Indians, Bangladeshis know the same events of 1971 differently. We need a common official history


Bangladesh Prime Minister Sheikh Hasina’s four-day visit to India starting today is not just any trip by a head of government to his neighboring country. And that’s because India and Bangladesh have a unique relationship.

In 1971, during the Bangladesh Liberation War, soldiers from both countries shed blood jointly, in some cases sharing the same enemy artillery shell or a burst of automatic weapons. Sometimes it was difficult to separate the mutilated/suffocated bodies of Indian and Bangladeshi soldiers from each other. The sapling of friendship was planted on March 26, 1971 by “Bangabandhu” Sheikh Mujibur Rahman and irrigated with the blood of soldiers from both countries until December 16 this year.

A friendship was born

Fifty-one years ago, the sense of the border had disappeared for 75 million Bangladeshis when the Indians opened the doors to them. India was then a poor country, but had a heart bigger than the Himalayas. The Indian Army did not believe that Mukti Bhaini (or Bangladesh Forces) belonged to another country, nor did they consider the 1971 fight to belong to another nation. They trained together and the hundred officers became the backbone of the valiant Bangladeshi forces. (I, RP Singh, was part of the team that taught Bangladeshi cadets the art of war. Prime Minister Sheikh Hasina’s younger brother, Captain Shaheed Sheikh Kamal, was one of my trainees. These cadets became friends of India for life.)

On November 15, 1971, the Mukti Bahini had pulverized the defenses of the Pakistani army. Pakistani soldiers did not venture out of the cantonments as the countryside was entirely controlled by Mukti Bahini. On November 21, the governments of India and Bangladesh (Mujibnagar) formed a joint command under the command of Lieutenant General JS Aurora, thus making the two armies “Mitro Bahini”. Mitro Bahini liberated Bangladesh in just 12 days. This was possible thanks to the substantive work carried out by Mukti Bahini and the collaboration of the two forces.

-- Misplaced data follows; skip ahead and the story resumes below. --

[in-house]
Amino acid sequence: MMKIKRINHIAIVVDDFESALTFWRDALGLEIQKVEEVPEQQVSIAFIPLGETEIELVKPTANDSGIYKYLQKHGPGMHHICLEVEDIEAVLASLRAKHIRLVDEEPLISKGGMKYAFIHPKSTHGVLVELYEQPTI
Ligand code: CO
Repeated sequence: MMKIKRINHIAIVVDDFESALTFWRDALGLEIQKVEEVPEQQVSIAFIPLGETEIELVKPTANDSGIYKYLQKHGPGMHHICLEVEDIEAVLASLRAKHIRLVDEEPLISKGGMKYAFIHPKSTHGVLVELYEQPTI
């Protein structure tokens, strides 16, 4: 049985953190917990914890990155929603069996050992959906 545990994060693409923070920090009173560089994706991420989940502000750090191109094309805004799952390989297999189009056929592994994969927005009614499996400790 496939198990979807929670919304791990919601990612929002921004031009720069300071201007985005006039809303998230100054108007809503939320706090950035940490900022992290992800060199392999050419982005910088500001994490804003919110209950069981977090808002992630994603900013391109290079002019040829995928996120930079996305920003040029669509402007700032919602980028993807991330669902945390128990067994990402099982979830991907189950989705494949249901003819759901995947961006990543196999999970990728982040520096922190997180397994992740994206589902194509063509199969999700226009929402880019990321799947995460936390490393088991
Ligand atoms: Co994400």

Prime Minister Sheikh Hasina and Prime Minister Narendra Modi are ready to fulfill the dreams of liberation war veterans like us on either side of the Radcliffe line who have fought to develop everlasting relationships. Much has been achieved jointly, especially since 2014 when Modi assumed the post of Indian Prime Minister. The land demarcation agreement was implementedand Bangladesh, according to a former head of the National Security Guard, has enormously assistance India controls and manages “all the problems we had in the North East”.

The two prime ministers laid a solid foundation with a seamless transit facility between India and Bangladesh through rail, road, river transport, pipelines and power transmission lines. This was vital for the progress of Bangladesh as well as the northeastern states of India, as their economies are geographically and historically linked.

Also read: Bangladesh’s freedom was not limited to the Indian army. Public diplomacy played a huge role

Still work to do